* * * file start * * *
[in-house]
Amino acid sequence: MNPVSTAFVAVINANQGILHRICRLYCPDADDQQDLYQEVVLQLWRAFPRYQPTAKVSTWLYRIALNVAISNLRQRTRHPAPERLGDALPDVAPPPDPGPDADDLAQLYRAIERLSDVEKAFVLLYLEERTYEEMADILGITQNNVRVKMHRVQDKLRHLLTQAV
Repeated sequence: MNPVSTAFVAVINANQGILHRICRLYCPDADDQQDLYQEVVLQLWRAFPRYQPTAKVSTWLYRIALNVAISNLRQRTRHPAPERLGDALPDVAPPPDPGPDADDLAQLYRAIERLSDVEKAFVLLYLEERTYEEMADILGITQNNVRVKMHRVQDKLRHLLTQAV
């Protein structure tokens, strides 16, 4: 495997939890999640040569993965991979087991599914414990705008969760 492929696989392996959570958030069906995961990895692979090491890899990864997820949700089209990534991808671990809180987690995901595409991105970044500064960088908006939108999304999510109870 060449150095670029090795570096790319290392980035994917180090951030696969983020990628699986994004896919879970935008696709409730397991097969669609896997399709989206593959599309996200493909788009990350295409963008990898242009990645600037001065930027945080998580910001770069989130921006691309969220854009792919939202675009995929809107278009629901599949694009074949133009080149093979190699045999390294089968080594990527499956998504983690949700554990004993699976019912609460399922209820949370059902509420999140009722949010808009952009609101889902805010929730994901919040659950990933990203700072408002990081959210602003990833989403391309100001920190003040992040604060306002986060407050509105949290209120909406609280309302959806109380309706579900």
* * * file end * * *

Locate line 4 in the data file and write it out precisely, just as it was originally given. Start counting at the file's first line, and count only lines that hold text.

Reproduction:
């Protein structure tokens, strides 16, 4: 495997939890999640040569993965991979087991599914414990705008969760 492929696989392996959570958030069906995961990895692979090491890899990864997820949700089209990534991808671990809180987690995901595409991105970044500064960088908006939108999304999510109870 060449150095670029090795570096790319290392980035994917180090951030696969983020990628699986994004896919879970935008696709409730397991097969669609896997399709989206593959599309996200493909788009990350295409963008990898242009990645600037001065930027945080998580910001770069989130921006691309969220854009792919939202675009995929809107278009629901599949694009074949133009080149093979190699045999390294089968080594990527499956998504983690949700554990004993699976019912609460399922209820949370059902509420999140009722949010808009952009609101889902805010929730994901919040659950990933990203700072408002990081959210602003990833989403391309100001920190003040992040604060306002986060407050509105949290209120909406609280309302959806109380309706579900």